In the U.S., more than 2.8 million women have a history with breast cancer and are either being treated or have finished treatment.
Tiffani Ross’ aunt is one of them.
“My aunt had breast cancer and had a mastectomy and then reconstructive surgery,” said Ross. “It’s close to home for me.”
So close that Ross, a former student in OSU Institute of Technology’s Orthotics & Prosthetics Technologies program, has enrolled in a specialty course that will allow her to help more women like her aunt.
OSUIT’s Orthotics & Prosthetics Technologies program is offering a one-day post-mastectomy fitter course on Saturday, Sept. 26, from 8:30 a.m. to 5 p.m. The course will be held at OSU Center for Health Services’ Forensic Science & Biomedical Research Building, 1111 W. 17th St., in Tulsa. The cost is $50, and breakfast and lunch are provided.
Jennifer Block, director of the Orthotics & Prosthetics Technologies program, said the course is designed for those interested in providing clinical services to clients needing post-mastectomy prosthetic management.
The course meets the requirement of the American Board for Certification in Orthotics, Prosthetics and Pedorthics, Inc., for certified mastectomy fitter eligibility.
The one-day course will cover topics including anatomy and physiology of the breast; mastectomy options; benefits and drawbacks of different surgical options; treatment options for breast cancer; role of the certified fitter in post-mastectomy management; and common types and styles of mastectomy garments and breast prostheses.
“Candidates for this training don’t need any prior experience but should have the desire to work with breast cancer survivors to improve their physical and emotional well-being,” Block said. “It’s also appropriate for those who may not want to work in the O&P field but wish to become better educated about post-mastectomy management in order to provide support and advocacy for family and friends.”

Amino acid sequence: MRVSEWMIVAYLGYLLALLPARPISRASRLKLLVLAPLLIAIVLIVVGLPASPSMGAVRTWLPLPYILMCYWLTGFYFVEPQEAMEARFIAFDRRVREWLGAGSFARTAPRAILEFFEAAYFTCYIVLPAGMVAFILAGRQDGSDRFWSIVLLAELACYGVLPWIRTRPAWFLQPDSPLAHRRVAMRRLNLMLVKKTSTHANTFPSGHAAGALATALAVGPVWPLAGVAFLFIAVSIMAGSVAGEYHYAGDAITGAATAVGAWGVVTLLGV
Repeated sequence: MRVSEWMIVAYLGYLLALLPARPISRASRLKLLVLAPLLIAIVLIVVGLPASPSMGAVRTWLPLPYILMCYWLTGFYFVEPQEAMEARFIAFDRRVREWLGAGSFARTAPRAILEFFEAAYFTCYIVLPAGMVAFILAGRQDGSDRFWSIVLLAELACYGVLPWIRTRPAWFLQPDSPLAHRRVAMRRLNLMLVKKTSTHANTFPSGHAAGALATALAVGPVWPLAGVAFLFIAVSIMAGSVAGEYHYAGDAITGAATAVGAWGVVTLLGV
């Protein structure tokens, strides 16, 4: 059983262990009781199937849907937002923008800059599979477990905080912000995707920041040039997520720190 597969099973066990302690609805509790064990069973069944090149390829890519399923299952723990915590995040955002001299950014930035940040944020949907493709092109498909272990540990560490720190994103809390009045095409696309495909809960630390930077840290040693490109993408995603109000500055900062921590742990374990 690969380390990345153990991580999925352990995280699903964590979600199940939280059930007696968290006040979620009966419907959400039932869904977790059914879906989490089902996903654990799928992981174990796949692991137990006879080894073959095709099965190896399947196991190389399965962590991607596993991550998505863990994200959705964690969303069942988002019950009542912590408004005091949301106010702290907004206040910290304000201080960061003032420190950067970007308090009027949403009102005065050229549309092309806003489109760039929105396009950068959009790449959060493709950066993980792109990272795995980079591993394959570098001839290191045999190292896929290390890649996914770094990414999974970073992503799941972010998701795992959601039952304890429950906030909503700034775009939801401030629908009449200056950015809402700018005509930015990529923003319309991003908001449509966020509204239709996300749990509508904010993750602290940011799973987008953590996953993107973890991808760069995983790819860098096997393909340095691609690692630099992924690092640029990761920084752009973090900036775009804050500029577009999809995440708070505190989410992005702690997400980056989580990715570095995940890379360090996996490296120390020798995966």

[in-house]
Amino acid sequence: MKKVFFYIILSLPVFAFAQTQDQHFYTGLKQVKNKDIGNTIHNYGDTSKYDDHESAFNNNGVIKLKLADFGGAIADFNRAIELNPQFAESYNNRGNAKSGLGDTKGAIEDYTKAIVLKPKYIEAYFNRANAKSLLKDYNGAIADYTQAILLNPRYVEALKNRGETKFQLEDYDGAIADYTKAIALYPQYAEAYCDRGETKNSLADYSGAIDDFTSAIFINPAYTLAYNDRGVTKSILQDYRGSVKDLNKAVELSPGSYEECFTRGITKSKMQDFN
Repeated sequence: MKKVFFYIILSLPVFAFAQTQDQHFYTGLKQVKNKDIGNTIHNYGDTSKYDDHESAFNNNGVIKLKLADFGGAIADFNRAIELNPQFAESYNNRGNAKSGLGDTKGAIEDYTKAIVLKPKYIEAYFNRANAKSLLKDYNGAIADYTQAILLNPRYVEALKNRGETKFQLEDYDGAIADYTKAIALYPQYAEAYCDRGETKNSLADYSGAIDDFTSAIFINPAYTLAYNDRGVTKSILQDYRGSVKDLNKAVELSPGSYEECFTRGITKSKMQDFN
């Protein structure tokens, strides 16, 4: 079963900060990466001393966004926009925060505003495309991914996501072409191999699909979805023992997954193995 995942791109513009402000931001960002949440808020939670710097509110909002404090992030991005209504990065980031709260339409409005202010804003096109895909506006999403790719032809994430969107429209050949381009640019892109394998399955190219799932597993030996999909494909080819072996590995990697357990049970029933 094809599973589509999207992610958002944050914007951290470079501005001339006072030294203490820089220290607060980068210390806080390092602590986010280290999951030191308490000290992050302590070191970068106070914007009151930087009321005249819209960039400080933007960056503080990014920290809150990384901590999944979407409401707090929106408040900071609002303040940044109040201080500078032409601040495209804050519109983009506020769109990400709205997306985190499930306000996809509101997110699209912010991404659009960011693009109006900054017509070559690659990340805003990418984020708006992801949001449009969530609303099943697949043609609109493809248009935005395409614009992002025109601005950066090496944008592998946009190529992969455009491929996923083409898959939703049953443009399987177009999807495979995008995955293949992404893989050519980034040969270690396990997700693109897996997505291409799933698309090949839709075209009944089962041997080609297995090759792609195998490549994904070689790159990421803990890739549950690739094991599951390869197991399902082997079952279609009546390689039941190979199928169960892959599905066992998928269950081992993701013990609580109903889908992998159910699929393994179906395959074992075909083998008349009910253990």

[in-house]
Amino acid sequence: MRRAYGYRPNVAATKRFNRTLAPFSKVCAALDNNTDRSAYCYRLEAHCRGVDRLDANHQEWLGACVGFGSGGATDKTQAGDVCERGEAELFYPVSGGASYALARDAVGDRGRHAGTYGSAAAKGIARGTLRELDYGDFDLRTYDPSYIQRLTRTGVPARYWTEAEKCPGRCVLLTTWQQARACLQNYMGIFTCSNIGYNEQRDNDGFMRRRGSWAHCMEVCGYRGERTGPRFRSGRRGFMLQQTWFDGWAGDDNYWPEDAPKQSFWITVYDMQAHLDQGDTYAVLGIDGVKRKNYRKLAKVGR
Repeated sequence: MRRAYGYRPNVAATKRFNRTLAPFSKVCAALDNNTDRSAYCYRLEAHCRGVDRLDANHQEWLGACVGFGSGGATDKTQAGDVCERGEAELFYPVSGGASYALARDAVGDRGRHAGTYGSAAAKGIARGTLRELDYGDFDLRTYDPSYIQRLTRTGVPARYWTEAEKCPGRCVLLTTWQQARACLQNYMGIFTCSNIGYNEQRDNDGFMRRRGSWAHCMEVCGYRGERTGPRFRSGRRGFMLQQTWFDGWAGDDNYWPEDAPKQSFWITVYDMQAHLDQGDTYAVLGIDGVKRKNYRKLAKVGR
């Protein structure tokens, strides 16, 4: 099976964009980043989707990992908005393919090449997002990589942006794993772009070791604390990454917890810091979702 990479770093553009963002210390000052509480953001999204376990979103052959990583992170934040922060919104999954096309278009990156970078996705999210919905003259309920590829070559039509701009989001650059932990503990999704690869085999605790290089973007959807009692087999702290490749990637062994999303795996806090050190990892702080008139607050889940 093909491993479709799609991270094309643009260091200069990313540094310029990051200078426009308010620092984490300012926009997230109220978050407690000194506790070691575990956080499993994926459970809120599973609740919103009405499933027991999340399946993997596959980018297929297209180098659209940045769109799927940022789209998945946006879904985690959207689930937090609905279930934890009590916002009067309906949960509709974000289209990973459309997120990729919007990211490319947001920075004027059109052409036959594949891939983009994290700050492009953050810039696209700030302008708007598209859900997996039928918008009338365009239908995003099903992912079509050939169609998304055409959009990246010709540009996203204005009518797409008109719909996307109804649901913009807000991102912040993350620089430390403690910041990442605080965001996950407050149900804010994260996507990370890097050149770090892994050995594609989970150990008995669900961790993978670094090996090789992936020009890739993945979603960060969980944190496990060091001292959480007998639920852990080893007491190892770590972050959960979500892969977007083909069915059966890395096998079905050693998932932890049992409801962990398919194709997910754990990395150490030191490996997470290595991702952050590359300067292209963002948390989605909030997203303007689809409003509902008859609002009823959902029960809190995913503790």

Ross said she wants to take the course so she can better help others.
“I want to be a person who makes a difference is somebody’s life,” she said. “Being diagnosed with cancer has to be one of the most terrifying things to go through. I just want to help with that process.”
Block said one-day courses like the post-mastectomy fitter course give working professionals the opportunity to expand their skills without having to commit to long-term training.
“It allows participants to complete the industry-specific training they desire in a convenient format and encourages new students to enter the field because it minimizes the time and financial investment required to receive the required education,” she said.
Ross said offering short-term courses gives her the opportunity to continue her education in the O&P field while also raising a son.
“It’s so helpful. With my son—he’s healthy, but he sees a lot of specialists. It’s been a struggle staying in school,” she said. “It really makes a difference to offer a one-day or four-day course. I know I can make it to that.”